Overnight delivery and broadband Internet service have yet to reach many of the far-flung corners of rural America. For those small towns, snail mail remains a vital link, and the local post office doubles as the community center.
So it was welcome news to the denizens of Camp Meeker and Villa Grande, as well as in some 3,700 other communities across the country, when the U.S. Postal Service scuttled plans to close their local postal stations. The agency instead will reduce hours at those offices and thousands of others.
That the reprieve arrived via email is a reminder that the Postal Service is struggling to survive in a world that's grown accustomed to instant communication.
The agency's challenges are well known: The volume of first-class mail is plummeting as people increasingly pay bills online and text messages replace ink-on-paper letters and even email.
Meanwhile, the ink on the other side of the Postal Service's ledger is decidedly red, with reported losses of $6.5 billion in the first half of this fiscal year. That pencils out to about $36 million a day.
But the obstacles aren't only technology and an oversized workforce. There also are politics and procrastination. Congress has imposed costly mandates while micromanaging operations, and despite repeated pleas, it has failed to take up proposals to cut tens of millions of dollars in postal expenses.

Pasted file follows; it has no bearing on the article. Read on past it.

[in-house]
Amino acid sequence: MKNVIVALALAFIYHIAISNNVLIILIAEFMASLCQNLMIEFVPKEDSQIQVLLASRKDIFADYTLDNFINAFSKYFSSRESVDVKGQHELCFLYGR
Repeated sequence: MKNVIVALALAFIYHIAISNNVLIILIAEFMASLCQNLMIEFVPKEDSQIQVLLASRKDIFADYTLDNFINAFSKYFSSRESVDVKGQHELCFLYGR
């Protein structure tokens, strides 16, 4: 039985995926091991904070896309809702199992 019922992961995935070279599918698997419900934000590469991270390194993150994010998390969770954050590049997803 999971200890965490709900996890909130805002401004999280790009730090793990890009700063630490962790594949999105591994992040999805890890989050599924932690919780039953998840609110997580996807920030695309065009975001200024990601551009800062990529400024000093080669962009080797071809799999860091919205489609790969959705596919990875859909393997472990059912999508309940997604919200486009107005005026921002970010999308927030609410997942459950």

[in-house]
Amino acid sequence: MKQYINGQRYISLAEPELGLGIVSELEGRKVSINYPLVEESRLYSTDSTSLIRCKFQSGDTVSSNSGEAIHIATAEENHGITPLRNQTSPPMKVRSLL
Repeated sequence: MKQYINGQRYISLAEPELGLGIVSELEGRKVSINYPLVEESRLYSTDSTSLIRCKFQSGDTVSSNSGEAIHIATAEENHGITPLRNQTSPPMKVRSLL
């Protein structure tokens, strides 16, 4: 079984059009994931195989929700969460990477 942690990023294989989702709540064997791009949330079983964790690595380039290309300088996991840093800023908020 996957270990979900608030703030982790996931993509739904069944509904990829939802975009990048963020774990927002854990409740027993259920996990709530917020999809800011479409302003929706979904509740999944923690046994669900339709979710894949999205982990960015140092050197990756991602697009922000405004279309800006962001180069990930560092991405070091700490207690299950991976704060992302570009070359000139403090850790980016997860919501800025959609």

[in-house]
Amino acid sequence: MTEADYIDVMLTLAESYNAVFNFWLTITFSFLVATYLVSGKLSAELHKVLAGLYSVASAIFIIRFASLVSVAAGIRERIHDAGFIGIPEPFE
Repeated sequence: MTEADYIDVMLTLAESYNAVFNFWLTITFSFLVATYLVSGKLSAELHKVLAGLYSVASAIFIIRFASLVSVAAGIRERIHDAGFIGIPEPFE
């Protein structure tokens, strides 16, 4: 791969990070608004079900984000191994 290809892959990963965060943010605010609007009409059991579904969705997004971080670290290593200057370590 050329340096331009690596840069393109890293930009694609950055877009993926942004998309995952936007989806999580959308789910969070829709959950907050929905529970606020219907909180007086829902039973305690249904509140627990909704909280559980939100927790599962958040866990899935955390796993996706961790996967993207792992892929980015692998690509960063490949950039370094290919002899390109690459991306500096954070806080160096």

For all its problems, the postal system still generates about $60 billion a year in revenue — a little more than PespsiCo. Its challenge is to bring its expenses back in line.
To that end, postal officials want to end Saturday delivery, raise rates, reduce the workforce by 200,000 people and shutter some facilities. They argue that the agency can return to profitability.
Separate measures in the House and Senate would delay, and potentially block, post office closures. That may explain why the agency dropped plans to close 3,700 rural post offices, saving $200 million a year. The new plan, shorter hours at those offices and thousands more, will save<QA0>
But there will be no reprieve for 250 mail processing centers, including two in Petaluma, that are scheduled to close over the next two years, saving roughly $1.3 billion a year. That's going to mean slower mail service in the North Bay, and 350 workers will lose their jobs if they can't transfer elsewhere.
Congress should proceed with caution on two aspects of the plan: allowing the Postal Service to tap a pension fund that's presently overfunded by $11 billion and reversing a six-year-old requirement to pay retiree health care costs in advance — a $5.5 billion expense not faced by another other federal agency. Of course, no other agency is facing the financial challenges of the Postal Service.
The real challenge is to design a Postal Service for the 21st century, with continuing service in rural areas that lack alternatives, the ability to make changes without congressional approval and revenues that are aligned with expenses.
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